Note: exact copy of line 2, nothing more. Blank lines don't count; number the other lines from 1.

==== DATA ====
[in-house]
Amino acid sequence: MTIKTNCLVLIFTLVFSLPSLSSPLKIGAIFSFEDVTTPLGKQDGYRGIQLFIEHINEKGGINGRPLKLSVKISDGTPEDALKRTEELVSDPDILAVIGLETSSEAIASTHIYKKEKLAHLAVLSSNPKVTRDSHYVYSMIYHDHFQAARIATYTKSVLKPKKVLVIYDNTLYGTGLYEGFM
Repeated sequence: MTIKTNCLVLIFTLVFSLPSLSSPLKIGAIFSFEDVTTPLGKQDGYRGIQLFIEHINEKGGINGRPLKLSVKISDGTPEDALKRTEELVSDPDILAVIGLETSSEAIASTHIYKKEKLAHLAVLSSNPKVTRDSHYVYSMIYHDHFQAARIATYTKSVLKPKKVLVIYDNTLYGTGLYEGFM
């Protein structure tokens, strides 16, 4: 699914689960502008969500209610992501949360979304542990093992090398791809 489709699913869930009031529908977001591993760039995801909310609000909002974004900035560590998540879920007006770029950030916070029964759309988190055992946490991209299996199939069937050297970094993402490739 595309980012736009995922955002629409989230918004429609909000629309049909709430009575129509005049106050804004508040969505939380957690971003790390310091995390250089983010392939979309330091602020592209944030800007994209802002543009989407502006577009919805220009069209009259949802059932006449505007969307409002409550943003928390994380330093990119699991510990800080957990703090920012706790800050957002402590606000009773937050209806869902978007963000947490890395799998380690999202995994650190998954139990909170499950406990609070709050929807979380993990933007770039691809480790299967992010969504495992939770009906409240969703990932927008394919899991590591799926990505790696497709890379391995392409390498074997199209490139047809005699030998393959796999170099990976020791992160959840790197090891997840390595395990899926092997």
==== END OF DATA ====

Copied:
Amino acid sequence: MTIKTNCLVLIFTLVFSLPSLSSPLKIGAIFSFEDVTTPLGKQDGYRGIQLFIEHINEKGGINGRPLKLSVKISDGTPEDALKRTEELVSDPDILAVIGLETSSEAIASTHIYKKEKLAHLAVLSSNPKVTRDSHYVYSMIYHDHFQAARIATYTKSVLKPKKVLVIYDNTLYGTGLYEGFM